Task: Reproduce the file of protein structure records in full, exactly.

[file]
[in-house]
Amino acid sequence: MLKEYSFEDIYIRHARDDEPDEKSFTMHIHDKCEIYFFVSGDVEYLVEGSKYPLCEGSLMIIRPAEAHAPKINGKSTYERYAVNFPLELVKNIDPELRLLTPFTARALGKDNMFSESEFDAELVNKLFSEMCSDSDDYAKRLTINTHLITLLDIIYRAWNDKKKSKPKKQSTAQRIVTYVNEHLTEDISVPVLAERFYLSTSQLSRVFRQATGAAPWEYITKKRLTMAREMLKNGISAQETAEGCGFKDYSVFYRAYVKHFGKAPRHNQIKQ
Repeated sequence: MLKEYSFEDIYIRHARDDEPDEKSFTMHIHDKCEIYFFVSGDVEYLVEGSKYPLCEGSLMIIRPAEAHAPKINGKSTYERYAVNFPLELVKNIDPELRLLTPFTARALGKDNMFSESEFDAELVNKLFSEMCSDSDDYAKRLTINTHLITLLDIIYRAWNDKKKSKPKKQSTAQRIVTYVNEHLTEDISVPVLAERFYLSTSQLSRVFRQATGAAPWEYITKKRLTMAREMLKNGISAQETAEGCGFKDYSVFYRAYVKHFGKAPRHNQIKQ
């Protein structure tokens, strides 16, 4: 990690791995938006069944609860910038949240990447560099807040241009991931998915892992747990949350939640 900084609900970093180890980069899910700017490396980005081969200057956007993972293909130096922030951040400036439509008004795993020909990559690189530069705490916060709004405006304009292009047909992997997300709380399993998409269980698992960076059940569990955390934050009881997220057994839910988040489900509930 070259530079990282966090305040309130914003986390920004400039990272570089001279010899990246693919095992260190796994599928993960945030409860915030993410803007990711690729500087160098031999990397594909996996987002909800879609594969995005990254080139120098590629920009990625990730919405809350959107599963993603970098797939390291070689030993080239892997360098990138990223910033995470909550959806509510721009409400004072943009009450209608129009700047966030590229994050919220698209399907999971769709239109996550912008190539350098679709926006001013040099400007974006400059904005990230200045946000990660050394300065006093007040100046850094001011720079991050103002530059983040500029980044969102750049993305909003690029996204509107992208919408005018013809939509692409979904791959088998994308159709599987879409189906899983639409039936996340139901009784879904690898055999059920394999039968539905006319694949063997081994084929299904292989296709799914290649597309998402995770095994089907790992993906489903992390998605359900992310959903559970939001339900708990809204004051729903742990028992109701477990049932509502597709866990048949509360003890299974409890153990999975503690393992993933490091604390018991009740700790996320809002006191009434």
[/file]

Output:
[in-house]
Amino acid sequence: MLKEYSFEDIYIRHARDDEPDEKSFTMHIHDKCEIYFFVSGDVEYLVEGSKYPLCEGSLMIIRPAEAHAPKINGKSTYERYAVNFPLELVKNIDPELRLLTPFTARALGKDNMFSESEFDAELVNKLFSEMCSDSDDYAKRLTINTHLITLLDIIYRAWNDKKKSKPKKQSTAQRIVTYVNEHLTEDISVPVLAERFYLSTSQLSRVFRQATGAAPWEYITKKRLTMAREMLKNGISAQETAEGCGFKDYSVFYRAYVKHFGKAPRHNQIKQ
Repeated sequence: MLKEYSFEDIYIRHARDDEPDEKSFTMHIHDKCEIYFFVSGDVEYLVEGSKYPLCEGSLMIIRPAEAHAPKINGKSTYERYAVNFPLELVKNIDPELRLLTPFTARALGKDNMFSESEFDAELVNKLFSEMCSDSDDYAKRLTINTHLITLLDIIYRAWNDKKKSKPKKQSTAQRIVTYVNEHLTEDISVPVLAERFYLSTSQLSRVFRQATGAAPWEYITKKRLTMAREMLKNGISAQETAEGCGFKDYSVFYRAYVKHFGKAPRHNQIKQ
């Protein structure tokens, strides 16, 4: 990690791995938006069944609860910038949240990447560099807040241009991931998915892992747990949350939640 900084609900970093180890980069899910700017490396980005081969200057956007993972293909130096922030951040400036439509008004795993020909990559690189530069705490916060709004405006304009292009047909992997997300709380399993998409269980698992960076059940569990955390934050009881997220057994839910988040489900509930 070259530079990282966090305040309130914003986390920004400039990272570089001279010899990246693919095992260190796994599928993960945030409860915030993410803007990711690729500087160098031999990397594909996996987002909800879609594969995005990254080139120098590629920009990625990730919405809350959107599963993603970098797939390291070689030993080239892997360098990138990223910033995470909550959806509510721009409400004072943009009450209608129009700047966030590229994050919220698209399907999971769709239109996550912008190539350098679709926006001013040099400007974006400059904005990230200045946000990660050394300065006093007040100046850094001011720079991050103002530059983040500029980044969102750049993305909003690029996204509107992208919408005018013809939509692409979904791959088998994308159709599987879409189906899983639409039936996340139901009784879904690898055999059920394999039968539905006319694949063997081994084929299904292989296709799914290649597309998402995770095994089907790992993906489903992390998605359900992310959903559970939001339900708990809204004051729903742990028992109701477990049932509502597709866990048949509360003890299974409890153990999975503690393992993933490091604390018991009740700790996320809002006191009434």